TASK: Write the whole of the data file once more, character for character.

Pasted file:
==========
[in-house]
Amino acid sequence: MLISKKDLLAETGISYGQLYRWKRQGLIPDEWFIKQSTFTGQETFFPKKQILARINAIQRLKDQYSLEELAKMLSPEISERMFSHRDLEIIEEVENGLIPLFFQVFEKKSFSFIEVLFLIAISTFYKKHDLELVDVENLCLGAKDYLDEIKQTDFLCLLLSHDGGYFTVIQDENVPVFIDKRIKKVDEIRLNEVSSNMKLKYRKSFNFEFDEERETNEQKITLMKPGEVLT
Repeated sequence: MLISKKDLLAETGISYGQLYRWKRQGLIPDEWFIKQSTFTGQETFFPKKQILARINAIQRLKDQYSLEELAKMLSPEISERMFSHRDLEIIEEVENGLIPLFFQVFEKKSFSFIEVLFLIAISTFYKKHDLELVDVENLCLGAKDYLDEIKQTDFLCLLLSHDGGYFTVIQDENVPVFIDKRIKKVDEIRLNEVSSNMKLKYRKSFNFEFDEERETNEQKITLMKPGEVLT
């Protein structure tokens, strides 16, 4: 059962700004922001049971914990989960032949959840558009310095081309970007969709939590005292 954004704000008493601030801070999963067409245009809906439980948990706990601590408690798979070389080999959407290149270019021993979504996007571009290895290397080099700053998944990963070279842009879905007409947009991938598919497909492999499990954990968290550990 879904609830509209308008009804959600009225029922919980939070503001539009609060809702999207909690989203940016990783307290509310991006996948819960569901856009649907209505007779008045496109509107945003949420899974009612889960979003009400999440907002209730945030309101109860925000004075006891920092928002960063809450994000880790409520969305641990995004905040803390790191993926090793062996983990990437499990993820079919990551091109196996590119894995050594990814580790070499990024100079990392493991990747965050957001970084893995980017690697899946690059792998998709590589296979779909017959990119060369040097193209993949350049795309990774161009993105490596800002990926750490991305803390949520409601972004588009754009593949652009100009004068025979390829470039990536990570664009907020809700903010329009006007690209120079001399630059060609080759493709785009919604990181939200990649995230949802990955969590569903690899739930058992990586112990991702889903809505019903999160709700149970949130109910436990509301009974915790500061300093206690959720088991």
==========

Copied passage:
[in-house]
Amino acid sequence: MLISKKDLLAETGISYGQLYRWKRQGLIPDEWFIKQSTFTGQETFFPKKQILARINAIQRLKDQYSLEELAKMLSPEISERMFSHRDLEIIEEVENGLIPLFFQVFEKKSFSFIEVLFLIAISTFYKKHDLELVDVENLCLGAKDYLDEIKQTDFLCLLLSHDGGYFTVIQDENVPVFIDKRIKKVDEIRLNEVSSNMKLKYRKSFNFEFDEERETNEQKITLMKPGEVLT
Repeated sequence: MLISKKDLLAETGISYGQLYRWKRQGLIPDEWFIKQSTFTGQETFFPKKQILARINAIQRLKDQYSLEELAKMLSPEISERMFSHRDLEIIEEVENGLIPLFFQVFEKKSFSFIEVLFLIAISTFYKKHDLELVDVENLCLGAKDYLDEIKQTDFLCLLLSHDGGYFTVIQDENVPVFIDKRIKKVDEIRLNEVSSNMKLKYRKSFNFEFDEERETNEQKITLMKPGEVLT
């Protein structure tokens, strides 16, 4: 059962700004922001049971914990989960032949959840558009310095081309970007969709939590005292 954004704000008493601030801070999963067409245009809906439980948990706990601590408690798979070389080999959407290149270019021993979504996007571009290895290397080099700053998944990963070279842009879905007409947009991938598919497909492999499990954990968290550990 879904609830509209308008009804959600009225029922919980939070503001539009609060809702999207909690989203940016990783307290509310991006996948819960569901856009649907209505007779008045496109509107945003949420899974009612889960979003009400999440907002209730945030309101109860925000004075006891920092928002960063809450994000880790409520969305641990995004905040803390790191993926090793062996983990990437499990993820079919990551091109196996590119894995050594990814580790070499990024100079990392493991990747965050957001970084893995980017690697899946690059792998998709590589296979779909017959990119060369040097193209993949350049795309990774161009993105490596800002990926750490991305803390949520409601972004588009754009593949652009100009004068025979390829470039990536990570664009907020809700903010329009006007690209120079001399630059060609080759493709785009919604990181939200990649995230949802990955969590569903690899739930058992990586112990991702889903809505019903999160709700149970949130109910436990509301009974915790500061300093206690959720088991």